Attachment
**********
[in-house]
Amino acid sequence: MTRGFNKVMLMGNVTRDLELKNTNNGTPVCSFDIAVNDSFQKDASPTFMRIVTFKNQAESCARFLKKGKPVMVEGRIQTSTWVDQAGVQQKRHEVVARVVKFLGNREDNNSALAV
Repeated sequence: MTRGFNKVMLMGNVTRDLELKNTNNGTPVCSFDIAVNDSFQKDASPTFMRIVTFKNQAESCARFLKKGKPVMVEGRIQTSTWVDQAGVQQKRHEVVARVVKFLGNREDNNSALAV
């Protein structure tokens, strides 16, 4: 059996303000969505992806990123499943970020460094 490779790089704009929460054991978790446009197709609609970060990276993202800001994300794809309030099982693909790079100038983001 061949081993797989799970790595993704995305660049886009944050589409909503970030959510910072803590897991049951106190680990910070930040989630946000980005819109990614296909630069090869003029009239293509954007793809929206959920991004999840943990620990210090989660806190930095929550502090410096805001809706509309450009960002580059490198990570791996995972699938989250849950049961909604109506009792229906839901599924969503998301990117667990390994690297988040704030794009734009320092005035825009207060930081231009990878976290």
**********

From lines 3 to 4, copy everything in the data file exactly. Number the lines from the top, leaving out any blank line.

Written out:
Repeated sequence: MTRGFNKVMLMGNVTRDLELKNTNNGTPVCSFDIAVNDSFQKDASPTFMRIVTFKNQAESCARFLKKGKPVMVEGRIQTSTWVDQAGVQQKRHEVVARVVKFLGNREDNNSALAV
């Protein structure tokens, strides 16, 4: 059996303000969505992806990123499943970020460094 490779790089704009929460054991978790446009197709609609970060990276993202800001994300794809309030099982693909790079100038983001 061949081993797989799970790595993704995305660049886009944050589409909503970030959510910072803590897991049951106190680990910070930040989630946000980005819109990614296909630069090869003029009239293509954007793809929206959920991004999840943990620990210090989660806190930095929550502090410096805001809706509309450009960002580059490198990570791996995972699938989250849950049961909604109506009792229906839901599924969503998301990117667990390994690297988040704030794009734009320092005035825009207060930081231009990878976290």